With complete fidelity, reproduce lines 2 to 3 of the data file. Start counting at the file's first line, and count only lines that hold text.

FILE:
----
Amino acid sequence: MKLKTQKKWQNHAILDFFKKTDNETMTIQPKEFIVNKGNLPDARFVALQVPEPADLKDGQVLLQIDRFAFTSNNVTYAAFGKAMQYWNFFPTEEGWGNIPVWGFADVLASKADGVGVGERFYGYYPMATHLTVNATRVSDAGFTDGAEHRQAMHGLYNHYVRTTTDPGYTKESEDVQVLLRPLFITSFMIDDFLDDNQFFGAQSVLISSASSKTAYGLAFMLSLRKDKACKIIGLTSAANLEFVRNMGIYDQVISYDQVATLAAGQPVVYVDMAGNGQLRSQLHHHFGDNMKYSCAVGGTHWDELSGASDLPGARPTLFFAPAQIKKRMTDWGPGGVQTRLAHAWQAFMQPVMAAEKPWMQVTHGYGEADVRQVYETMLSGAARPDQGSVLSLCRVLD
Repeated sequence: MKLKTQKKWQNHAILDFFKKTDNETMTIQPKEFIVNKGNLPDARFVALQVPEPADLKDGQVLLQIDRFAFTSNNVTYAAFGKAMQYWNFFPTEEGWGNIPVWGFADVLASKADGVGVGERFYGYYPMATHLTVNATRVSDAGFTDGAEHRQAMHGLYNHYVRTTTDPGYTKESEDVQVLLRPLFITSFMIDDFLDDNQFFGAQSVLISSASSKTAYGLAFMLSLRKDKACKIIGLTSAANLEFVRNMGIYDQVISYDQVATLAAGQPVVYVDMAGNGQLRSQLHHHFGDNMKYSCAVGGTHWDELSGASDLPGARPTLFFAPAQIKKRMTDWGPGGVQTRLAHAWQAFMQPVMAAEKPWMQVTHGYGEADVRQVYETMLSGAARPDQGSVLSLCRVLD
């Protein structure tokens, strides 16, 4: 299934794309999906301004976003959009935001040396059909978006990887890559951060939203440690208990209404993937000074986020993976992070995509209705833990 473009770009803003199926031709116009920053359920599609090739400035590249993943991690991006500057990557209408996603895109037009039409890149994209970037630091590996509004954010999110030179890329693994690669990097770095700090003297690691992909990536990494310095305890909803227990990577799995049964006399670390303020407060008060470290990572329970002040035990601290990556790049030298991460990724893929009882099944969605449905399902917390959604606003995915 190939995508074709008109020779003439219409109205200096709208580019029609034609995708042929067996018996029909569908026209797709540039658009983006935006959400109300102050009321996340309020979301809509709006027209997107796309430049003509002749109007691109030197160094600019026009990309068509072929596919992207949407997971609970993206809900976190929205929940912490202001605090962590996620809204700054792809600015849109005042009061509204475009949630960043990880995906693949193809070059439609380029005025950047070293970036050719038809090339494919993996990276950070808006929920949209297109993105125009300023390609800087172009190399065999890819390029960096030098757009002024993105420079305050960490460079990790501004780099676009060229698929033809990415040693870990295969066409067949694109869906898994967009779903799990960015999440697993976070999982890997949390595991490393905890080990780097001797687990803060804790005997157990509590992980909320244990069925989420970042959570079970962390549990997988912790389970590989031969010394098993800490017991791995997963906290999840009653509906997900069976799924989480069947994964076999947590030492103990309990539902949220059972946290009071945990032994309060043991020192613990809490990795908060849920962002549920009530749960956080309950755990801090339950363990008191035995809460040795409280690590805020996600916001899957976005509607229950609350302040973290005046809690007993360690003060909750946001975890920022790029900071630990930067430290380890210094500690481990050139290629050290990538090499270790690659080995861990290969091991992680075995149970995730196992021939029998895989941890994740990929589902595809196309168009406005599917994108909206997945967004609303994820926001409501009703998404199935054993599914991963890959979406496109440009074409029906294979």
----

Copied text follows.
Repeated sequence: MKLKTQKKWQNHAILDFFKKTDNETMTIQPKEFIVNKGNLPDARFVALQVPEPADLKDGQVLLQIDRFAFTSNNVTYAAFGKAMQYWNFFPTEEGWGNIPVWGFADVLASKADGVGVGERFYGYYPMATHLTVNATRVSDAGFTDGAEHRQAMHGLYNHYVRTTTDPGYTKESEDVQVLLRPLFITSFMIDDFLDDNQFFGAQSVLISSASSKTAYGLAFMLSLRKDKACKIIGLTSAANLEFVRNMGIYDQVISYDQVATLAAGQPVVYVDMAGNGQLRSQLHHHFGDNMKYSCAVGGTHWDELSGASDLPGARPTLFFAPAQIKKRMTDWGPGGVQTRLAHAWQAFMQPVMAAEKPWMQVTHGYGEADVRQVYETMLSGAARPDQGSVLSLCRVLD
């Protein structure tokens, strides 16, 4: 299934794309999906301004976003959009935001040396059909978006990887890559951060939203440690208990209404993937000074986020993976992070995509209705833990 473009770009803003199926031709116009920053359920599609090739400035590249993943991690991006500057990557209408996603895109037009039409890149994209970037630091590996509004954010999110030179890329693994690669990097770095700090003297690691992909990536990494310095305890909803227990990577799995049964006399670390303020407060008060470290990572329970002040035990601290990556790049030298991460990724893929009882099944969605449905399902917390959604606003995915 190939995508074709008109020779003439219409109205200096709208580019029609034609995708042929067996018996029909569908026209797709540039658009983006935006959400109300102050009321996340309020979301809509709006027209997107796309430049003509002749109007691109030197160094600019026009990309068509072929596919992207949407997971609970993206809900976190929205929940912490202001605090962590996620809204700054792809600015849109005042009061509204475009949630960043990880995906693949193809070059439609380029005025950047070293970036050719038809090339494919993996990276950070808006929920949209297109993105125009300023390609800087172009190399065999890819390029960096030098757009002024993105420079305050960490460079990790501004780099676009060229698929033809990415040693870990295969066409067949694109869906898994967009779903799990960015999440697993976070999982890997949390595991490393905890080990780097001797687990803060804790005997157990509590992980909320244990069925989420970042959570079970962390549990997988912790389970590989031969010394098993800490017991791995997963906290999840009653509906997900069976799924989480069947994964076999947590030492103990309990539902949220059972946290009071945990032994309060043991020192613990809490990795908060849920962002549920009530749960956080309950755990801090339950363990008191035995809460040795409280690590805020996600916001899957976005509607229950609350302040973290005046809690007993360690003060909750946001975890920022790029900071630990930067430290380890210094500690481990050139290629050290990538090499270790690659080995861990290969091991992680075995149970995730196992021939029998895989941890994740990929589902595809196309168009406005599917994108909206997945967004609303994820926001409501009703998404199935054993599914991963890959979406496109440009074409029906294979």